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Muslim nations call for summit if Trump recognizes Jerusalem
Organization of Islamic Cooperation says the US recognizing Jerusalem as Israel's capital would be seen as a 'blatant attack on the Arab and Islamic nations.'

The Organization of Islamic Cooperation on Monday called for a summit of Muslim nations if the United States takes the controversial decision to recognize Jerusalem as Israel's capital.

 

 

US President Donald Trump faces a key decision this week over Jerusalem's status, potentially breaking away from years of US policy and prompting a furious response from the Palestinians and the Arab world.

 

The Palestinian Authority has formally notified the US government of its opposition to any plan to move the US embassy to Jerusalem or recognize the city as the Israeli capital.

   

An aerial photo of the Temple Mount (Photo: Andrew Shiva)
An aerial photo of the Temple Mount (Photo: Andrew Shiva)

 

The 57-member OIC sought to amplify concern over the possible move in an emergency meeting on Monday in the Saudi Red Sea city of Jeddah.

 

"If the United States takes the step of recognizing Jerusalem as the so-called capital of Israel, we unanimously recommend holding a meeting at the level of council of foreign ministers followed by an Islamic summit as soon as possible," the pan-Islamic body said in a statement.

 

The OIC also warned that recognizing Jerusalem or establishing any diplomatic mission in the city would be seen as a "blatant attack on the Arab and Islamic nations."

 

The status of Jerusalem is one of the most contentious issues of the decades-long Israeli-Palestinian conflict.

 

Most of the international community, including the United States, does not formally recognize Jerusalem as Israel's capital, insisting the issue can only be resolved through final-status negotiations.

 

Central to the issue of recognition is the question of whether Trump decides to move the US embassy in Israel to Jerusalem.

 

All foreign embassies are located in Tel Aviv with consular representation in Jerusalem.

 

US President Trump at the Western Wall in Jerusalem (Photo: Reuters)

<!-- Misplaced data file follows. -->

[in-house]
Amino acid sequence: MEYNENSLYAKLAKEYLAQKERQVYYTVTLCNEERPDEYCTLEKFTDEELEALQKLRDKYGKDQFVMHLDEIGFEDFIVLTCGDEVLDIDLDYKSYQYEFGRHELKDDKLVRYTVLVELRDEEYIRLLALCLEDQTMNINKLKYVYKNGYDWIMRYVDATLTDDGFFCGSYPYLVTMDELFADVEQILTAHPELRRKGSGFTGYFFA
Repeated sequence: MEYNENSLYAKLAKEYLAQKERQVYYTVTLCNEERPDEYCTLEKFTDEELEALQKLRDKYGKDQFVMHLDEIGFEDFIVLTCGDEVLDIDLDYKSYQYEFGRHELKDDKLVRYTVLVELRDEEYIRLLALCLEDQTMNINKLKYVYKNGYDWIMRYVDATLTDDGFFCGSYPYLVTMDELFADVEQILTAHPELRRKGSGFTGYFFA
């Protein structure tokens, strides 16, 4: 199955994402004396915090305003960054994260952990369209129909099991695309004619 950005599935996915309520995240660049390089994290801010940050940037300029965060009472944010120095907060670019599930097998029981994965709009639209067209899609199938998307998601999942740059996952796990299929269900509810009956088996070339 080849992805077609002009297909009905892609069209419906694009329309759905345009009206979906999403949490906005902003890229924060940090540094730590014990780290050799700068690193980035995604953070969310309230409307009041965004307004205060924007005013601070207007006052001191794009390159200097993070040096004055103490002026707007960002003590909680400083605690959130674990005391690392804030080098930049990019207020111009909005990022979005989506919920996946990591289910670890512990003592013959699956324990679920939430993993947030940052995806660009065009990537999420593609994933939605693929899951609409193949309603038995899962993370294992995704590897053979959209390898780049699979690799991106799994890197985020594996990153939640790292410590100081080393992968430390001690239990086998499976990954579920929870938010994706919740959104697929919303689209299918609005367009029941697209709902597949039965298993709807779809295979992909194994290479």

US President Trump at the Western Wall in Jerusalem (Photo: Reuters)

 

Israelis and Palestinians are eagerly watching to see whether he again renews a waiver delaying the move, as his predecessors have done.

 

There are suggestions that Trump will sign the waiver and decline to move the embassy for now, but later this week declare Jerusalem as Israel's capital.

 

The move has been condemned by both the Palestinian Authority and Hamas in Gaza, as well as Jordan, Egypt and Turkey.

 

Ziad Abu Amr, the deputy Palestinian prime minister, officially informed US Consul General Donald Blome on Monday of their opposition.

 

Palestinian President Mahmud Abbas has been speaking to foreign leaders to lobby against such a recognition.

 

Abu Amr "informed the US Consul General Donald Blome that moving the American embassy to Jerusalem or the US administration recognizing Jerusalem as the capital of Israel is unacceptable," a statement said, after a meeting in Ramallah.

 

It said any such move would be "disrespectful" and "contrary to the role of the US administration as a mediator and sponsor of the peace process."

 

The statement said doing so "disqualifies it from this role, and closes every door to continuing a serious peace process."

 

Israel, which seized the largely Arab eastern sector of Jerusalem during the 1967 Six-Day War and later annexed it, claims both halves of the city as its "eternal and undivided capital."

 

But the Palestinians want the eastern sector as capital of their promised state and fiercely oppose any Israeli attempt to extend sovereignty there.

 

Several peace plans have come unstuck over debates on whether, and how, to divide sovereignty or oversee the city's sites holy to Christians, Jews and Muslims.

 

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